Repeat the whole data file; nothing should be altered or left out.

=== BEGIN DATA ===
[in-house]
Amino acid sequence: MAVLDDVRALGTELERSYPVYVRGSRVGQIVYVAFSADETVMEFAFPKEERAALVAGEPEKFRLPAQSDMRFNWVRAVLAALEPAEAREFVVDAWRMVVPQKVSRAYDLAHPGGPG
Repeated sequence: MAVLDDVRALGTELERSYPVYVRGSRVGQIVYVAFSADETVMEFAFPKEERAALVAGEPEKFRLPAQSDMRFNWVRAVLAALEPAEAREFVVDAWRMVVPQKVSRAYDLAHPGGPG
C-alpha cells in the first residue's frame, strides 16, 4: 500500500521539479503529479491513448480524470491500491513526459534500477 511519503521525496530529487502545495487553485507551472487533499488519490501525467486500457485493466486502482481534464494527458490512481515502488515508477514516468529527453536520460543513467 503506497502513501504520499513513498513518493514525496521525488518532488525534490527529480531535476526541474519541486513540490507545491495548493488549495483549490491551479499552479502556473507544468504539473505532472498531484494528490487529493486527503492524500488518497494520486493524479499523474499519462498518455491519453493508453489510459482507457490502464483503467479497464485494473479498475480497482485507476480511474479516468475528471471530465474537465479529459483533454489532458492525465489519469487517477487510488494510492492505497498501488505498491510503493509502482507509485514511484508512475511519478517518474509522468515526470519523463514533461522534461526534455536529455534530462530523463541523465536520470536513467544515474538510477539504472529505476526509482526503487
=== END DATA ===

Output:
[in-house]
Amino acid sequence: MAVLDDVRALGTELERSYPVYVRGSRVGQIVYVAFSADETVMEFAFPKEERAALVAGEPEKFRLPAQSDMRFNWVRAVLAALEPAEAREFVVDAWRMVVPQKVSRAYDLAHPGGPG
Repeated sequence: MAVLDDVRALGTELERSYPVYVRGSRVGQIVYVAFSADETVMEFAFPKEERAALVAGEPEKFRLPAQSDMRFNWVRAVLAALEPAEAREFVVDAWRMVVPQKVSRAYDLAHPGGPG
C-alpha cells in the first residue's frame, strides 16, 4: 500500500521539479503529479491513448480524470491500491513526459534500477 511519503521525496530529487502545495487553485507551472487533499488519490501525467486500457485493466486502482481534464494527458490512481515502488515508477514516468529527453536520460543513467 503506497502513501504520499513513498513518493514525496521525488518532488525534490527529480531535476526541474519541486513540490507545491495548493488549495483549490491551479499552479502556473507544468504539473505532472498531484494528490487529493486527503492524500488518497494520486493524479499523474499519462498518455491519453493508453489510459482507457490502464483503467479497464485494473479498475480497482485507476480511474479516468475528471471530465474537465479529459483533454489532458492525465489519469487517477487510488494510492492505497498501488505498491510503493509502482507509485514511484508512475511519478517518474509522468515526470519523463514533461522534461526534455536529455534530462530523463541523465536520470536513467544515474538510477539504472529505476526509482526503487